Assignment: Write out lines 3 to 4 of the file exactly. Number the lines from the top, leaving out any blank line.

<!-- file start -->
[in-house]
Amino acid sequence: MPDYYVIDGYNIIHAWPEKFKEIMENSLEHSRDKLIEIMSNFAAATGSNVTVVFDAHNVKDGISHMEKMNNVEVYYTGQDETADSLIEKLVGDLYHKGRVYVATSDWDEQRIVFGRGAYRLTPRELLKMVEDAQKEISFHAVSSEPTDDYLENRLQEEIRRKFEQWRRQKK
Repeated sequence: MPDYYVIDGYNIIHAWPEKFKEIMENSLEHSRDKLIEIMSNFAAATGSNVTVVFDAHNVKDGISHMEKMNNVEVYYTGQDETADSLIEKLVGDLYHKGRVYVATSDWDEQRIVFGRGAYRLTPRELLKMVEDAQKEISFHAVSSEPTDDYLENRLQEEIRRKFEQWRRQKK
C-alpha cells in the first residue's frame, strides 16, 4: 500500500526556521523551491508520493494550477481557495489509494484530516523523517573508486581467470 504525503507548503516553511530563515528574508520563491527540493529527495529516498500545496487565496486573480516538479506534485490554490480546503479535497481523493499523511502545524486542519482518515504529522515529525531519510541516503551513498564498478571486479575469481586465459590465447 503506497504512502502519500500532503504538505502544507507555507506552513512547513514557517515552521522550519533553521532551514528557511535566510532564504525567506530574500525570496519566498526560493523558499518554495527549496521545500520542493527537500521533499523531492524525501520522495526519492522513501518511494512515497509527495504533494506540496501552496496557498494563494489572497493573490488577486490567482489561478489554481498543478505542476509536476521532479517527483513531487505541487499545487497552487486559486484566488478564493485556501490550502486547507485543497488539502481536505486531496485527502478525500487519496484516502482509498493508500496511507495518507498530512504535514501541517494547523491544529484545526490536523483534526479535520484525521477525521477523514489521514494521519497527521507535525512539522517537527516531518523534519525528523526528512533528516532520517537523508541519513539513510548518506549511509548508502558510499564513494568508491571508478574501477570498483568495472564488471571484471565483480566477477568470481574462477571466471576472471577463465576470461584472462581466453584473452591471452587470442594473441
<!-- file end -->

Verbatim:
Repeated sequence: MPDYYVIDGYNIIHAWPEKFKEIMENSLEHSRDKLIEIMSNFAAATGSNVTVVFDAHNVKDGISHMEKMNNVEVYYTGQDETADSLIEKLVGDLYHKGRVYVATSDWDEQRIVFGRGAYRLTPRELLKMVEDAQKEISFHAVSSEPTDDYLENRLQEEIRRKFEQWRRQKK
C-alpha cells in the first residue's frame, strides 16, 4: 500500500526556521523551491508520493494550477481557495489509494484530516523523517573508486581467470 504525503507548503516553511530563515528574508520563491527540493529527495529516498500545496487565496486573480516538479506534485490554490480546503479535497481523493499523511502545524486542519482518515504529522515529525531519510541516503551513498564498478571486479575469481586465459590465447 503506497504512502502519500500532503504538505502544507507555507506552513512547513514557517515552521522550519533553521532551514528557511535566510532564504525567506530574500525570496519566498526560493523558499518554495527549496521545500520542493527537500521533499523531492524525501520522495526519492522513501518511494512515497509527495504533494506540496501552496496557498494563494489572497493573490488577486490567482489561478489554481498543478505542476509536476521532479517527483513531487505541487499545487497552487486559486484566488478564493485556501490550502486547507485543497488539502481536505486531496485527502478525500487519496484516502482509498493508500496511507495518507498530512504535514501541517494547523491544529484545526490536523483534526479535520484525521477525521477523514489521514494521519497527521507535525512539522517537527516531518523534519525528523526528512533528516532520517537523508541519513539513510548518506549511509548508502558510499564513494568508491571508478574501477570498483568495472564488471571484471565483480566477477568470481574462477571466471576472471577463465576470461584472462581466453584473452591471452587470442594473441